The 8 Best Ways to Care for Your Older Family
It’s hard when age-related issues begin impacting your family members. Some people need more care than others as they age, and there are ways you can help.
Assisting your aging loved ones is a way to give back for all they did for you. Here are the eight best ways to care for older family members.
1. Know Their Needs
As your family members get older, they will likely have more physical, mental or emotional needs.
When humans get older, their bodies become more fragile, turning things like cuts and minor falls into serious medical events.
Some older members may suffer from memory and other cognitive loss, needing support to remember events and tasks they need to complete. Others can just use a check-in from time to time.
When you know their needs, you can best help them live well.
2. Keep Them Involved
If you need to take over elements of a loved one’s care, it's necessary to keep them as involved as possible.
Even as mental and physical abilities lessen, it’s still important to ensure that you treat your loved ones with the respect they deserve. No one likes to lose their independence, and it can be hard for your family members to accept that they need assistance.
Keep them as involved as possible to help them feel more in control of their situation and can express their wants and needs to you and others taking care of them.
You can do this by helping them complete tasks instead of doing everything yourself. Let them call and set up appointments with you and allow them to communicate with professionals with your guidance. If you’re preparing baths, meals or shopping lists, allow them to help however they are able.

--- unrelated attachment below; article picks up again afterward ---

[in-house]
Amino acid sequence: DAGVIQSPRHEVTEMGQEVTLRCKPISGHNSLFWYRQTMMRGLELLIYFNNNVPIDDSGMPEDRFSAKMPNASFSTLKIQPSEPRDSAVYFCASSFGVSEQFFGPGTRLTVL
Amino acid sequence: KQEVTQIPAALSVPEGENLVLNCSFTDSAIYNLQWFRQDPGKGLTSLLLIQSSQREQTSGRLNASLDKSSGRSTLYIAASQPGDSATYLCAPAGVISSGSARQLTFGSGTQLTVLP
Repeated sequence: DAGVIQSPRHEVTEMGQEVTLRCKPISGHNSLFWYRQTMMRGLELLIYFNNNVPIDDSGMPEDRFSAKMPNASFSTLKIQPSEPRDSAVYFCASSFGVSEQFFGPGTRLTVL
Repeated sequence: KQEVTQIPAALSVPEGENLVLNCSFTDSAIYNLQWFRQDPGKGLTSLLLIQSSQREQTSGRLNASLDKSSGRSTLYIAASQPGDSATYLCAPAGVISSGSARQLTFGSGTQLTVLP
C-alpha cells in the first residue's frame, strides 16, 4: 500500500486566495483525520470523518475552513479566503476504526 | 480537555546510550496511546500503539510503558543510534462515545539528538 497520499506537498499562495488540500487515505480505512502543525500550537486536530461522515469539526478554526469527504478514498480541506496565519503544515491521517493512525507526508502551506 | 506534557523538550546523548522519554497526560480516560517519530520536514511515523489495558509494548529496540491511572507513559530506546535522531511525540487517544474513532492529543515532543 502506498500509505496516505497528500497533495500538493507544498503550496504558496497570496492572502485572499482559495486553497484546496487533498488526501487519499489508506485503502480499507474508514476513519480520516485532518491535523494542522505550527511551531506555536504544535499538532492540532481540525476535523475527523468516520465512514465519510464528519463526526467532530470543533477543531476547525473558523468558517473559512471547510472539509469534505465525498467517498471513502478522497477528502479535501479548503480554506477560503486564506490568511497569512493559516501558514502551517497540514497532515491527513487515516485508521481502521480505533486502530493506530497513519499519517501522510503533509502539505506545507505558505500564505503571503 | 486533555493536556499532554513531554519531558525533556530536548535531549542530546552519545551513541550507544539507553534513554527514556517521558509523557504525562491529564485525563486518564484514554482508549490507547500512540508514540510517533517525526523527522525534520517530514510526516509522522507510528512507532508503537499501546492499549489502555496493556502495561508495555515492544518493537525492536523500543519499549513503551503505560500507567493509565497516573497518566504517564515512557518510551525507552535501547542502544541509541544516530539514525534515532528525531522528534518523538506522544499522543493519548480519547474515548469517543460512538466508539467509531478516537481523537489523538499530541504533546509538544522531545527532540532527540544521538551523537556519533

If your loved one is physically or cognitively unable to help with tasks, still speak to them like any other adult and explain what you are doing and why it's best for them.
3. Improve Home Safety
As your loved one’s bones and skin become more vulnerable to injury, you might need to help them improve the safety of their home.
This could include smoothing out any sharp edges they could bump into, adding a stairlift they can ride to avoid falling down stairs, installing an adaptive shower and bars in the bathroom that can help them stay steady or adding a ramp to get into and out of their home.
Speak to their insurance provider about coverage for safety and mobility aids. You can find many safety-improvement features at hardware or home health supply stores.
Make sure that your loved one is on-board with the changes before you make them, or they may refuse to use them.
4. Manage Medical Needs
Aging loved ones tend to have more medications and medical appointments than younger generations, and it’s important that they attend and take anything they need to stay healthy.
Stay organized by keeping a calendar with appointments, medication refill dates and any home health care visits to ensure your family member gets the care they need.
Many older people will become frustrated with managing their needs, so making it as easy as possible can ensure they take care of themselves. You can place medications for the week into easy-to-open weekly containers, so they don’t have to think about what they need and when.
It’s also a good idea to know what medical appointments they have at what time so you can help them get there on time. If your family member struggles cognitively, it may be best to go into the appointment or provide notes for the doctor or nurse regarding concerns your loved one may forget to mention.
5. Know Their Finances
Speaking to your aging loved one about their finances can be sensitive, but it's necessary if they cannot keep track of their income and bills.